Now that one-day admission to the Magic Kingdom exceeds $100, with the other three parks not far behind, debates about whether Disney is pricing out the middle class are raging.
In conjunction with a relative lack of new E-ticket experiences and the loss of little things that once set Disney apart, it is easy to understand these concerns. But how do ticket prices today stack up against the options that Disney has provided over the years? Is there truly less value in a ticket today, when all factors are accounted for?
I’m not a statistician, and it would be impossible to put a monetary value on such things as ride closures and number of merchandise offerings anyway, so we will not approach the topic as a mathematical equation with a clear-cut answer. Instead, think of this as a journey back through time to take a look at the different ticket options Disney has offered over the years, and what they would cost in today’s dollars. By the end, you will have enough information to decide for yourself whether you believe Disney is pricing out the middle class or simply doing what they have always done.
The Disneyland model
Disneyland was designed to be a better alternative to the dirty and dangerous carnivals and amusement parks of Walt’s day. Hence, although it broke new ground in many ways, inventing the idea of the modern theme park, it also followed many of the conventions of its time. This is easiest to see in the idea of separately paid admission for each attraction.
When Disneyland opened in 1955, park admission was $1. This fee included a handful of free attractions, such as the Golden Horseshoe Revue, Kaiser’s Hall of Aluminum Fame, and the Monsanto Hall of Chemistry. All of the other attractions were priced at 10 to 35 cents each or, by the end of 1955, a paper ticket valued at A through C.
In 1956, Disneyland introduced the D-ticket, promoting some of its most exciting rides, such as the Jungle Cruise, to that level. Then, in 1959, the now famous E-ticket was born. Still synonymous with high thrills and excitement, the very first E-ticket rides were the Matterhorn Bobsleds, Submarine Voyage, and the Monorail. Several existing attractions were also promoted to E-ticket status, including the Jungle Cruise, Mark Twain Steamboat, and Rainbow Ridge Pack Mules.
The ticket system worked beautifully. Guests had complained in the park’s earliest months that they were being nickel and dimed all day, due to being asked for cash at every attraction. But tickets were sold in books that provided a small discount on admission, and somehow handing over a paper ticket felt like less of an intrusion than forking over change.
But how much did guests pay for a full day at Disneyland in those days? In 1959, a Big 10 ticket book included three E tickets, three D tickets, two C tickets, and one each of B and A tickets, along with general admission. A Jumbo 15 ticket book included one more of each ticket category. The adult price for a Big 10 was $3.50, while a Jumbo 15 cost $4.50. Juniors ages 12 to 17 and children ages 3 to 11 paid less. In 2015 dollars, those prices would be $28.70 for the Big 10, or $36.90 for the Jumbo 15.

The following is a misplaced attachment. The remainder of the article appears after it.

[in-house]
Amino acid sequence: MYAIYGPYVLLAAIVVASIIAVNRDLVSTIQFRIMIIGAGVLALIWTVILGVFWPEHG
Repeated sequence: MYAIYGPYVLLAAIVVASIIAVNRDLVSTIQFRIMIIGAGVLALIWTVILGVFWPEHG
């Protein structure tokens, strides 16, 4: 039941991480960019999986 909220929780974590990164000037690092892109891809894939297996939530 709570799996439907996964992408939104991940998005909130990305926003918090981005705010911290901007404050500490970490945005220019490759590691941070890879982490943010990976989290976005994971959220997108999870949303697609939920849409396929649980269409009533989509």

While some visitors are able to do much more in a day, especially with the advent of FastPass and now FastPass Plus, experiencing 10 to 15 rides in a day is still fairly normal. So translating Disneyland’s 1959 prices into today’s money seems to support the idea that Disney admission has gotten much more expensive - especially when you factor in the free attractions that 1959 visitors could experience over and over again at no additional charge.
Magic Kingdom opens
When Walt Disney World’s Magic Kingdom opened in 1971, it followed the highly successful Disneyland model. My grandmother, who lived an hour away, remembered a series of TV commercials in the months before the Magic Kingdom opened. According to the commercials, a family of four could spend the day at the Magic Kingdom for less than $20. And according to my grandmother, a middle-class woman with two kids at home, the price seemed outlandish and she could never justify the expense. Of course, they did end up going several times over the decades that followed, as do many of the people who complain about current Disney prices.
But were the commercials accurate? Could a family of four spend a day at the Magic Kingdom for that price? When translated into today’s dollars, was the cost exorbitant? Let’s take a look at the numbers.
Disney’s claim seems reasonable, assuming the commercial was only targeting tickets and not parking or food. In 1971, a 9 Adventure Magic Key Ticket Book for Magic Kingdom Club members cost $4.75 for adults, and a little less for juniors and children. The heavily promoted Magic Kingdom Club, which was free to join for employees of participating companies, provided discounts on a mind-boggling array of travel services and boasted more than six million members in its heyday. So admission for two adults, one junior, and one child, with 9 ride tickets distributed between A and E, would indeed total less than $20. Of course, bigger ticket books were also available, along with extra individual tickets.
Let’s assume that a typical family of four family chose the 11 Adventure Book with no discounts at all. For two adults, one junior, and one child, the total price would be $21.50. In today’s dollars, that becomes $126.68, or an average of just under $32 per person. When compared to the 1959 Disneyland admission fee, it appears that in 1971, the Magic Kingdom was keeping pace with inflation.